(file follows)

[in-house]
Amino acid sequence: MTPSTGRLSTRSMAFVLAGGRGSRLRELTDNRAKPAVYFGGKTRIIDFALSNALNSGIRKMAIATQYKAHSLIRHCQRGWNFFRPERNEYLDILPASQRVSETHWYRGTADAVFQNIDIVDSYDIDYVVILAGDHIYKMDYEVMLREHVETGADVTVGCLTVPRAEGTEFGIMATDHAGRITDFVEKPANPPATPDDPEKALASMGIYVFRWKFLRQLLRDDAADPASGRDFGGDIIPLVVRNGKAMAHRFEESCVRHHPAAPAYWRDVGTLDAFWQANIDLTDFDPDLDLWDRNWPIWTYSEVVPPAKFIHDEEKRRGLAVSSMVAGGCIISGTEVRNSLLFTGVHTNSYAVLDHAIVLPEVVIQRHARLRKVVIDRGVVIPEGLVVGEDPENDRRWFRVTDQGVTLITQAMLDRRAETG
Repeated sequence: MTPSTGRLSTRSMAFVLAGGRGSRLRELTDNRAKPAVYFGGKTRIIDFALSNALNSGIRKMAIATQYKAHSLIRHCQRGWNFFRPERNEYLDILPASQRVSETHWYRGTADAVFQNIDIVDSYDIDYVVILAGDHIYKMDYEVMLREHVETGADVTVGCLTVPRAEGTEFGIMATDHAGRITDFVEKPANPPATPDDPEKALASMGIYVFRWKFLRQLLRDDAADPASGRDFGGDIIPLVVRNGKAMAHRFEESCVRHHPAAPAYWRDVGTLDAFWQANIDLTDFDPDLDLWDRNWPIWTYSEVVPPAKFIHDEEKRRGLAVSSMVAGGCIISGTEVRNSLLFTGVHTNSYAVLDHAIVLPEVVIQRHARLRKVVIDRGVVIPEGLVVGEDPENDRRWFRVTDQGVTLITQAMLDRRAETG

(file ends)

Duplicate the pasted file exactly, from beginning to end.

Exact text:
[in-house]
Amino acid sequence: MTPSTGRLSTRSMAFVLAGGRGSRLRELTDNRAKPAVYFGGKTRIIDFALSNALNSGIRKMAIATQYKAHSLIRHCQRGWNFFRPERNEYLDILPASQRVSETHWYRGTADAVFQNIDIVDSYDIDYVVILAGDHIYKMDYEVMLREHVETGADVTVGCLTVPRAEGTEFGIMATDHAGRITDFVEKPANPPATPDDPEKALASMGIYVFRWKFLRQLLRDDAADPASGRDFGGDIIPLVVRNGKAMAHRFEESCVRHHPAAPAYWRDVGTLDAFWQANIDLTDFDPDLDLWDRNWPIWTYSEVVPPAKFIHDEEKRRGLAVSSMVAGGCIISGTEVRNSLLFTGVHTNSYAVLDHAIVLPEVVIQRHARLRKVVIDRGVVIPEGLVVGEDPENDRRWFRVTDQGVTLITQAMLDRRAETG
Repeated sequence: MTPSTGRLSTRSMAFVLAGGRGSRLRELTDNRAKPAVYFGGKTRIIDFALSNALNSGIRKMAIATQYKAHSLIRHCQRGWNFFRPERNEYLDILPASQRVSETHWYRGTADAVFQNIDIVDSYDIDYVVILAGDHIYKMDYEVMLREHVETGADVTVGCLTVPRAEGTEFGIMATDHAGRITDFVEKPANPPATPDDPEKALASMGIYVFRWKFLRQLLRDDAADPASGRDFGGDIIPLVVRNGKAMAHRFEESCVRHHPAAPAYWRDVGTLDAFWQANIDLTDFDPDLDLWDRNWPIWTYSEVVPPAKFIHDEEKRRGLAVSSMVAGGCIISGTEVRNSLLFTGVHTNSYAVLDHAIVLPEVVIQRHARLRKVVIDRGVVIPEGLVVGEDPENDRRWFRVTDQGVTLITQAMLDRRAETG